Tax is one of the main sources of government revenue in Indonesia. Unfortunately the enormous population has not been able to make tax revenues so great. The cost to issue a new policy package should be accompanied by increased taxpayer compliance, as indicated by tax revenue. But until now the increase in tax revenue is due to the higher the value of money. Based on the above, it needs to be studied and analysed on how the critical analysis of income tax policy for individual taxpayers of small and medium enterprises (SMEs).

A qualitative approach using phenomenological studies is designed to gain an explanation of the above phenomena in terms of the taxpayer's perspective. Survey technique is the main data collection technique used in this study. The final process of the research is expected to find the right formulation of the current policy and find the policy formulation that can be used as input for policy makers in the field of taxation.

Open access

Kamil Ł. Ławniczak

Abstract

The Council is a crucial intergovernmental institution of the European Union. However, the complex, opaque and consensual character of the decision-making process in the Council puts its legitimacy into question. Intergovernmentalist theory posits that it is sufficiently legitimised, indirectly, by the member state governments. Constructivist research, on the other hand, suggests that socialisation might disturb the relaying of positions from the national to the supranational level, as the former approach implies. This paper aims to explore these issues, in particular related to representation and consensus. It contains an analysis of material generated in in-depth interviews and concludes that more effort is invested into reaching a more inclusive compromise in the Council than one would expect if it were to decide by qualified majority. Socialisation is weakening the input legitimacy of decisions made in the Council, while at the same time enhancing their output legitimacy by favouring genuine consensus.

Open access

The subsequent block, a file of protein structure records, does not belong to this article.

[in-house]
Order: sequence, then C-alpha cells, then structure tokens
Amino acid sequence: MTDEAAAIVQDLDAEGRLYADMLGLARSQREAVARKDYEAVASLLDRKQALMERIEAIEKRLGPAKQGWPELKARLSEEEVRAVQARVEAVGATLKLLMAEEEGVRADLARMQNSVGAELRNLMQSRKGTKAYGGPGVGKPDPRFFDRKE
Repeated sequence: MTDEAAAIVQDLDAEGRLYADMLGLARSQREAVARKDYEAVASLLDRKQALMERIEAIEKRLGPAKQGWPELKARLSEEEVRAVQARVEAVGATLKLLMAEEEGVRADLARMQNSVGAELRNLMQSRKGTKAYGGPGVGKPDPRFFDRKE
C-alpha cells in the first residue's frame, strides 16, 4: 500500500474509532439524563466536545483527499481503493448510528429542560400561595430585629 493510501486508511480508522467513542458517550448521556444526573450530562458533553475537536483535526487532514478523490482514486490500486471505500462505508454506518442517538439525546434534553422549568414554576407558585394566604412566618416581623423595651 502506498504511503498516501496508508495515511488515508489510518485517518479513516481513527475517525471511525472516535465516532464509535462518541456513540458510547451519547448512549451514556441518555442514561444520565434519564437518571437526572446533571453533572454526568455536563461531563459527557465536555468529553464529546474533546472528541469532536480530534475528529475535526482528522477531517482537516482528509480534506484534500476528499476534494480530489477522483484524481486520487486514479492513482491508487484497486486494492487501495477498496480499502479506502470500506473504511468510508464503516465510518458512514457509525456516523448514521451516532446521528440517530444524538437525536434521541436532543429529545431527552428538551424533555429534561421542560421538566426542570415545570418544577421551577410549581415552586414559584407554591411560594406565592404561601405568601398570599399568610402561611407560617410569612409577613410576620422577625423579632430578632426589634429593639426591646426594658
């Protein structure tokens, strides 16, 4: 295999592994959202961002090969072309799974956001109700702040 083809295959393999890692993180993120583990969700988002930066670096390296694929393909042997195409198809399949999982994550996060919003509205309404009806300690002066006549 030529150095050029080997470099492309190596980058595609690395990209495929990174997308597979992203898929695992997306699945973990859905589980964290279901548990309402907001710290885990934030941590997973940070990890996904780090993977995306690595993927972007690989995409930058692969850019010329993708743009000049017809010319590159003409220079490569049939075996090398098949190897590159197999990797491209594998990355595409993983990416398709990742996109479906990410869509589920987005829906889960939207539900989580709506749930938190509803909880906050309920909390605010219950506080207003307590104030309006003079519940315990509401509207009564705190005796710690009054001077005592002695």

Mircea Constantin Duica, Nicoleta Valentina Florea and Anisoara Duica

Abstract

Procurement management is a function for B2B market and a complex concept based on a continuous buying cycle and supposes: determining the need, taking the decision of buying, identification of sources, selecting and choosing the right suppliers, contracting, and maintaining the relationships with the future contractors. Supplier selection is a challenging task along supply chain and is based on some important criteria in order to choose the right supplier and maintain with it a long and prosper relationship. In order to select the right supplier, the buyer may use quantitative and qualitative methods. In this article we present the importance of supplier selection along supply chain and the used criteria to do this. We also present a supplier selection method based on mathematical models, especially on regression function and time series analysis, in order to show that they bring important benefits for the companies which used them.

Open access

John Boye Ejobowah

Abstract

This paper evaluates the second-generation theory (SGT) of fiscal federalism. It spells out the main arguments of the theory and discusses the fiscal architecture of Nigerian federalism with a view to using the case study to work out the strengths and weaknesses of the theory. After arguing that the weaknesses of the theory outweigh its strength, the paper goes on to point out the dangers of using a particular construct of fiscal federalism as a model. It notes that SGT theory is an attempt at reviving and modelling nineteenth century American fiscal federalism as a universal standard.

Open access

Sérgio Coimbra Henriques

Abstract

The Council is a crucial intergovernmental institution of the European Union. However, the complex, opaque and consensual character of the decision-making process in the Council puts its legitimacy into question. Intergovernmentalist theory posits that it is sufficiently legitimised, indirectly, by the member state governments. Constructivist research, on the other hand, suggests that socialisation might disturb the relaying of positions from the national to the supranational level, as the former approach implies. This paper aims to explore these issues, in particular related to representation and consensus. It contains an analysis of material generated in in-depth interviews. The Capital Markets Union (CMU) initiative serves as an umbrella term for regulatory changes directed at the overall development of European capital markets. As such, when analysing the legal framework of the CMU, it is important to note that this involves an undertaking which goes beyond the regulation of financial systems, also aiming to achieve supervisory convergence throughout the member states of the European Union. Indeed, it is perhaps one of the clearest examples of federal implications within the EU. All the synchronous movements enacted into law, leading towards harmonisation and supervisory convergence, show us that the CMU is an foundational piece in a collective journey towards ever greater integration in terms of economic governance and economic policies. Nonetheless, even if the CMU is one of the few cross-country risk-sharing mechanisms available to the EU, its implementation faces difficulties (as well as the looming Brexit) that demand careful analysis.